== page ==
Also among the candidates with the most opportunities are former Prime Minister Hasán Ali Jaire, who held the post between 2017 and 2020 – when he was forced to resign after a controversial no-confidence vote – and the president of the semi-autonomous Puntland region, Abdullahi Deni said.

Ali Jaire, also a member of the Hawiye clan, has defended that his goal will be to uphold the political agenda he pushed as Prime Minister and to change the mistakes that led to the motion of no confidence against him, while Deni , a member of the Darod clan belonging to ‘Farmajo’, has focused on strengthening the economy and institutions.

On the other hand, there is only one woman among the 39 candidates, ex-Foreign Minister Fauzia Yusuf Adam, although she is not one of the favourites. The role of women in Somali politics remains a remnant, although progress has been made in recent years regarding their representation in parliament.

In this sense, Yusuf Adam has defended during his election campaign the need to integrate women into the political process and give them more weight in society in order to move the African country forward, supporting his capacity for reform due to his experience as a minister and deputy prime minister.

The presidential election has also caused tensions to rise in recent weeks, reflected in a surge in Kalashnikov assault rifle prices in arms markets, the New Humanitarian Agency reported this week.

Back in April 2021, “Farmajo’s” attempts to extend his mandate through a parliamentary vote sparked clashes in Mogadishu, a precedent raising fears that the vote could spark new episodes of violence in Mogadishu, the Hawiye clan’s main stronghold. could lead.

The election is also taking place amid a situation of insecurity marked for years by the presence of Al Shabaab, which controls parts of the south of the country and has carried out multiple attacks in the capital and other parts of Somalia in the days leading up to the vote.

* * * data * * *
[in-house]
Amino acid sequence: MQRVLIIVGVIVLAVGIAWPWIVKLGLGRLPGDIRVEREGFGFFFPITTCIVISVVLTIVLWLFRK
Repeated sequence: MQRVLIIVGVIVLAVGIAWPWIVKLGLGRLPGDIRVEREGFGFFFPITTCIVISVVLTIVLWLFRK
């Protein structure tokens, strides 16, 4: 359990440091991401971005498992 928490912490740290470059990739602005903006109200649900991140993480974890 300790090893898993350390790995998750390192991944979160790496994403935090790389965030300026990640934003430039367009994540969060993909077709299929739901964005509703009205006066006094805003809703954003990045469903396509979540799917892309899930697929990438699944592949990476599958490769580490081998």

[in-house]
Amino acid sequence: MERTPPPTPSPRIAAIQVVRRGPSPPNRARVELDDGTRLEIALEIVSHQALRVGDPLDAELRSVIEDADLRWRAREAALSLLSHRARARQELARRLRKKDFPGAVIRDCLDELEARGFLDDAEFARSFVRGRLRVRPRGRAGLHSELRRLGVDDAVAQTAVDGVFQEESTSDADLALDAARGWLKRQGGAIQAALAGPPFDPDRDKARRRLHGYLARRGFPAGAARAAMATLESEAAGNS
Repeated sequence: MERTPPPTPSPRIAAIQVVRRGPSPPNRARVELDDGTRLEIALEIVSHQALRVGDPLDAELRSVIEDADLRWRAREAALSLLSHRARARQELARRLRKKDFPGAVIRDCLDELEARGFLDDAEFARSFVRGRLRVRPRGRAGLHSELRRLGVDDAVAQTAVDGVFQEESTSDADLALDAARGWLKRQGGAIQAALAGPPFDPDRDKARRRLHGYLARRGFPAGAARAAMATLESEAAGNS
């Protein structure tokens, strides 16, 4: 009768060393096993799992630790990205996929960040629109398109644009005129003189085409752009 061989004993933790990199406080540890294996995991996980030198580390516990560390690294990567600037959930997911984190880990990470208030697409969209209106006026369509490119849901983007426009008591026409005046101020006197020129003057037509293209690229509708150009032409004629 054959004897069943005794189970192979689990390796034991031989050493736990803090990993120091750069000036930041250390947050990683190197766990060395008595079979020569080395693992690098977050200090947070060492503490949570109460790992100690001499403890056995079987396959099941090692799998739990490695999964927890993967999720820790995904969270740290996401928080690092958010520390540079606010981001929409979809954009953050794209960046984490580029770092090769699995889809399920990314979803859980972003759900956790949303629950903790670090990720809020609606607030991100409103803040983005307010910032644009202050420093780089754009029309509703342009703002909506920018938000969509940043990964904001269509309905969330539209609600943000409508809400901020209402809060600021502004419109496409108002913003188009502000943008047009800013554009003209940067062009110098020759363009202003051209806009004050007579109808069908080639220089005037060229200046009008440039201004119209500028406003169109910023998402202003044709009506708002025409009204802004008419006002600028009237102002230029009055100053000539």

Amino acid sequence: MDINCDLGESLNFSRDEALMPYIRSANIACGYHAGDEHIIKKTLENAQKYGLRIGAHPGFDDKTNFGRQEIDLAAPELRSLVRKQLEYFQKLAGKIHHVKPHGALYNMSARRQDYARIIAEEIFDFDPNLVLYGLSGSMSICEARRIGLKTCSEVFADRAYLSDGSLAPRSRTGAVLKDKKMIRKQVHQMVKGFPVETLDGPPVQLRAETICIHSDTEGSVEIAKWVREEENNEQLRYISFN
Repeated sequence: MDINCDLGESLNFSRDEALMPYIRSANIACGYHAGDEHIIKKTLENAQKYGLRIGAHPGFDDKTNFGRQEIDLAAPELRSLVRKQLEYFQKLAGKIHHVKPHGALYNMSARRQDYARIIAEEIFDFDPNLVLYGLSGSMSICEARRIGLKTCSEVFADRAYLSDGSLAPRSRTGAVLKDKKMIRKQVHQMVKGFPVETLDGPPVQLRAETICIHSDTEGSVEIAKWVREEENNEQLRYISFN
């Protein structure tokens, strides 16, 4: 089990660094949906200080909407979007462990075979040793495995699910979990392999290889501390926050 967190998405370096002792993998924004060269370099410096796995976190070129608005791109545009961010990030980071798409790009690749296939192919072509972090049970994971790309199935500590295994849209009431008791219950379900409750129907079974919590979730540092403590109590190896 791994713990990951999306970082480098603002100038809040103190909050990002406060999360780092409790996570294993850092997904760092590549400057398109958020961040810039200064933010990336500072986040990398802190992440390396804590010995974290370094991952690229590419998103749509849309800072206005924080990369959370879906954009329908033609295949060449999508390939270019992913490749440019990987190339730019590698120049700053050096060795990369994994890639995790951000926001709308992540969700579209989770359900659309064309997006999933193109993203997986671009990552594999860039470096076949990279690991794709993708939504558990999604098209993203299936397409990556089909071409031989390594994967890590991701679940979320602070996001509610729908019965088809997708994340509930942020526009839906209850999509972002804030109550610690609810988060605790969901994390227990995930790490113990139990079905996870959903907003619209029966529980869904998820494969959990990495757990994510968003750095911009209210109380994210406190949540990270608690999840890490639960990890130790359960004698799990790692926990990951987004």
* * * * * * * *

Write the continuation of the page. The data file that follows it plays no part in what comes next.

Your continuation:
The group’s most recent attacks include one in April against a facility near Mogadishu airport during the swearing-in ceremony for new parliamentarians, an incident that left no casualties. The capital has been the scene of several attacks in recent days, including an assassination attempt on local police chief Farhan Qarole, who had survived a car bomb attack in July 2021.

Al Shabaab also carried out an attack on an African Union (AU) mission base in the central Somali town of El Baraf in early May, killing at least ten Burundian soldiers in the African Union Transitional Mission in Somalia (ATMIS) , according to the balance provided by Gitega.

This base has also been attacked with projectiles in recent days, a sign of growing insecurity despite international efforts. ATMIS received the support of the United Nations Security Council in April and emerges from the reorganization of the AU Mission in Somalia (AMISOM), which supports the government in the fight against Al Shabaab.

Add to that the deepening humanitarian crisis in the country, which has also been rocked by the worst drought in nearly four decades, prompting Roble to appeal for international aid in March. The Prime Minister, who declared a state of emergency at the end of 2021, warned that almost seven million people would be affected.

The UN has unveiled a humanitarian aid plan for Somalia that is expected to raise $1,500 million to help 5.5 million people amid a displacement crisis due to the loss of refugee camps and community tensions.